Born in Nairobi to a Kenyan mother and British father, Francesca came to live with her grandparents in Sussex at the age of two. Her early fascination with ballet was a relief to them, she says. “I think they were pleased that there was something that entertained me all day. I would literally just dance, eat a bit, dance then go to bed.” At three years old she enrolled at Valerie Le Serve’s School of Ballet and Theatre Dance in Worthing. “I owe Miss Valerie a lot. She taught me everything I needed to know but most importantly, she never took the joy out of dancing. So many girls are excited to start ballet classes and then find it’s a bit strict and scary but Miss Valerie’s classes weren’t like that at all.” Her former teacher remains supportive, she says, and proudly pins up Francesca’s many press cuttings at the entrance of the school.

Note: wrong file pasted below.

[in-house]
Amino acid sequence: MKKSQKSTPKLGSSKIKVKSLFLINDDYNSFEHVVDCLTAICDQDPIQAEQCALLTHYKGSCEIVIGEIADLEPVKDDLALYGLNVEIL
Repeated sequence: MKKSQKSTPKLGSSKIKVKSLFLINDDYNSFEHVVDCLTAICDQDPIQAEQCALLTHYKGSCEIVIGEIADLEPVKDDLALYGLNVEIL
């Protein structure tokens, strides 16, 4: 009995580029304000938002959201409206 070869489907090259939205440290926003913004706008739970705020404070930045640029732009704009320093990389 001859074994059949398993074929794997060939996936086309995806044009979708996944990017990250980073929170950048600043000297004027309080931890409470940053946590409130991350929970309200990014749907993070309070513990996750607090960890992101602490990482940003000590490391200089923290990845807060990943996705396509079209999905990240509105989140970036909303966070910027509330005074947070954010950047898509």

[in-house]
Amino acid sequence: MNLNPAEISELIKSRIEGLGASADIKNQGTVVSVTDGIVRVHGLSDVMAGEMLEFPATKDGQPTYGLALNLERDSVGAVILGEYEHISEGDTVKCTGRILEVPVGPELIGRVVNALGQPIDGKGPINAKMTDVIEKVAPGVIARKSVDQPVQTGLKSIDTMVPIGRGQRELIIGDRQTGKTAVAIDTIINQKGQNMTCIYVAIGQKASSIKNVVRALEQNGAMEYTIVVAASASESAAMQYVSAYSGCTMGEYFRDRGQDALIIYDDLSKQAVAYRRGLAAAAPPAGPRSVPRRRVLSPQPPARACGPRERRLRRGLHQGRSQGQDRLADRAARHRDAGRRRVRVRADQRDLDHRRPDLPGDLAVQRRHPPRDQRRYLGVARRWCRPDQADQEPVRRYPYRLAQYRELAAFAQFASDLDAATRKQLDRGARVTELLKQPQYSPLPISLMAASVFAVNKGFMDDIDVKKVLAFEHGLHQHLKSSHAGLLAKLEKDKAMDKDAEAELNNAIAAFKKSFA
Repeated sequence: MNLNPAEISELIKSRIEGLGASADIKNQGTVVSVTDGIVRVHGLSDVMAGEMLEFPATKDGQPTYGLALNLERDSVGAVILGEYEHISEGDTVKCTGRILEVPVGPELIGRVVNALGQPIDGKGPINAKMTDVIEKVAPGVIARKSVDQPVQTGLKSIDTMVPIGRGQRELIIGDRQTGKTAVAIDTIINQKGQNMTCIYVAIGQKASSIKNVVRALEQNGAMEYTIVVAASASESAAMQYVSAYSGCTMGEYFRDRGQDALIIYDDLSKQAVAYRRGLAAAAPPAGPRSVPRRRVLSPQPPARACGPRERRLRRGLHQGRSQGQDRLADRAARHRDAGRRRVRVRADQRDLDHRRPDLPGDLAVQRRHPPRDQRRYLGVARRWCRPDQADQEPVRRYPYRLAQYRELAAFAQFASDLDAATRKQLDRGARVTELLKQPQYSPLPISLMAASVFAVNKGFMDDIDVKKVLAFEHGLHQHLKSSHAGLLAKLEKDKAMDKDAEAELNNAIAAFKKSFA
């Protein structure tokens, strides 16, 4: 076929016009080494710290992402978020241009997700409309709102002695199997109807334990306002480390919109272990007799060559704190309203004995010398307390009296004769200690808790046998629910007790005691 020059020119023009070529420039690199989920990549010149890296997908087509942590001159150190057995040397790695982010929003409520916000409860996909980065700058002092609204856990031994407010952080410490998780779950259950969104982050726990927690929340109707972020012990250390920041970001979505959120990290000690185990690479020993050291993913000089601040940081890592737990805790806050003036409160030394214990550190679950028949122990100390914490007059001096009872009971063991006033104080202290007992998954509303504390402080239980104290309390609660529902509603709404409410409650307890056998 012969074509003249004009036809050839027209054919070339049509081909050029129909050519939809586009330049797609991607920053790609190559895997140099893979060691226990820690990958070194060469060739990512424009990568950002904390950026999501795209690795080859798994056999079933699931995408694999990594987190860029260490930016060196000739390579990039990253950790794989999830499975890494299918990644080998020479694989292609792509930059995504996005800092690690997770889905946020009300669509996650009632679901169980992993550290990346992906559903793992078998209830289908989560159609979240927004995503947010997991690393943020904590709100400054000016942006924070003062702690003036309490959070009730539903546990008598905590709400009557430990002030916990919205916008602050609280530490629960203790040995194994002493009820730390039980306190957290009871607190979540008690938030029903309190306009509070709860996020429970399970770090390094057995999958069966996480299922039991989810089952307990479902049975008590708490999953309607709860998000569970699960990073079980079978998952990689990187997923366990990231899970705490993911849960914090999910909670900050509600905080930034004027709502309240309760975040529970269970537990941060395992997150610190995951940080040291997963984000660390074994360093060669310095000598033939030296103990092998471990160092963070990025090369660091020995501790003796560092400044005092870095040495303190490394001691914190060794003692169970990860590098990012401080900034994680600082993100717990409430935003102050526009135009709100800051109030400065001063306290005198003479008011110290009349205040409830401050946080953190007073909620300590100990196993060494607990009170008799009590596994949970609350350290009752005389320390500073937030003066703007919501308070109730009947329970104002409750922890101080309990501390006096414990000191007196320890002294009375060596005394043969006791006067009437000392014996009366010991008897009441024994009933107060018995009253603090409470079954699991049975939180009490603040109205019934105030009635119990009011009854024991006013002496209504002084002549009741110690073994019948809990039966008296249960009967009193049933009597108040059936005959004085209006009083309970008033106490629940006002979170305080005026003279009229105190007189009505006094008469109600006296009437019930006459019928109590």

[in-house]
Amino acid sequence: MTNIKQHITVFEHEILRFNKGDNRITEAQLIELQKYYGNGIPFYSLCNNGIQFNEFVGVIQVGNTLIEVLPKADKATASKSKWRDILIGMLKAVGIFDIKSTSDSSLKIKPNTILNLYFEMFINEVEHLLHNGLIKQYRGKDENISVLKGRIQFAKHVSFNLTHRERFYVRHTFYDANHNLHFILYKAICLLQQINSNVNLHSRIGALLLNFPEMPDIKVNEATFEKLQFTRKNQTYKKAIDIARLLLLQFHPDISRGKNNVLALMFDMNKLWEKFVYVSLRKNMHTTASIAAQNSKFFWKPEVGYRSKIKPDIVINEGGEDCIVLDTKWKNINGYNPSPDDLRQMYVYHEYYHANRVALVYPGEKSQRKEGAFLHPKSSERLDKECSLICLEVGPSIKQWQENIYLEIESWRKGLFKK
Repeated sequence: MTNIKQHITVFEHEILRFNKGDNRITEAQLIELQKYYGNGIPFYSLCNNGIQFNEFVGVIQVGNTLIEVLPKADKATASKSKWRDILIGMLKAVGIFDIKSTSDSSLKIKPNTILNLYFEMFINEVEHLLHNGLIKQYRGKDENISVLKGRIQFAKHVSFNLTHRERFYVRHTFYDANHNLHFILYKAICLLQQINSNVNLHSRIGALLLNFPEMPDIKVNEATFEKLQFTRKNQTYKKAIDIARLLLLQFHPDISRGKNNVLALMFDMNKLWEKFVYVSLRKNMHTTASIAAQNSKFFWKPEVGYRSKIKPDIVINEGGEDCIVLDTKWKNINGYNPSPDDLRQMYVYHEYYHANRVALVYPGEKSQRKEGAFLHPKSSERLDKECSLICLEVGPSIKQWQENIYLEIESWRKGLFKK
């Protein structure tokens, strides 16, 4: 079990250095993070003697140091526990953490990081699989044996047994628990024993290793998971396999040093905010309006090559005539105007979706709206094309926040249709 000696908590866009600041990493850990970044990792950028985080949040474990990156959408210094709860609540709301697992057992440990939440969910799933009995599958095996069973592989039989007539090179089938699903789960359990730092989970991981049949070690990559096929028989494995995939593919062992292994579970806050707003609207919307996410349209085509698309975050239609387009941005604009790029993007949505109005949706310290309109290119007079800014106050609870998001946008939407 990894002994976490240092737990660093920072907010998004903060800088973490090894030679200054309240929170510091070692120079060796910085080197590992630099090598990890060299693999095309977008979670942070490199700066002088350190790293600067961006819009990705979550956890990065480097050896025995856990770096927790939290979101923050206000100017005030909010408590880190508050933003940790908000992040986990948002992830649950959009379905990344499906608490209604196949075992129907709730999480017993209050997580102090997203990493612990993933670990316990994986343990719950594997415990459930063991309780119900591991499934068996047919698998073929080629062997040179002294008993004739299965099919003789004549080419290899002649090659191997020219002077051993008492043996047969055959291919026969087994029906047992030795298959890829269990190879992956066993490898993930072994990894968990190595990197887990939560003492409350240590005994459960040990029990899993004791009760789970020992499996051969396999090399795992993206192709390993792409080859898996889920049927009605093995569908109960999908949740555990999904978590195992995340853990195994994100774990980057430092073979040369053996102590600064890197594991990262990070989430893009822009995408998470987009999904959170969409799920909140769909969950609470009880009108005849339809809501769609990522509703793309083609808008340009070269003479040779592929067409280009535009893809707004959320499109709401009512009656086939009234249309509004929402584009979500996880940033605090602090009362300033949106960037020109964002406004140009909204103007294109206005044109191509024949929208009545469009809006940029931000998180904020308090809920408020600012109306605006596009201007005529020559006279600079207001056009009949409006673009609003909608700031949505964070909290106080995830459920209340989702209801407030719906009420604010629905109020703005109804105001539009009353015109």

After attending Our Lady of Sion, where she was presciently cast as a star in the school nativity, the 11-year-old Francesca won one of only a handful of places at White Lodge, the Royal Ballet’s Richmond Park lower school. “It seemed a magical place to me. It felt like there was history in the walls.” Her years there were a steep learning curve. “My family had always encouraged me to learn more about fine art, theatre and music but we really didn’t know much about ballet. So my grandparents and I took it one step a time, learning together as we went along. When I arrived at White Lodge I didn’t even know how to do my hair in a proper bun.” The days were long and Francesca was forced to grow up very quickly. “I don’t think people would believe how much dancing you can pack into one day. It’s much harder than most people realise. You just can’t afford to fall behind. It was upper school when it really hit me. I’d come home on the Tube and if there were no seats I’d just sit on the floor because I literally couldn’t stand any longer.”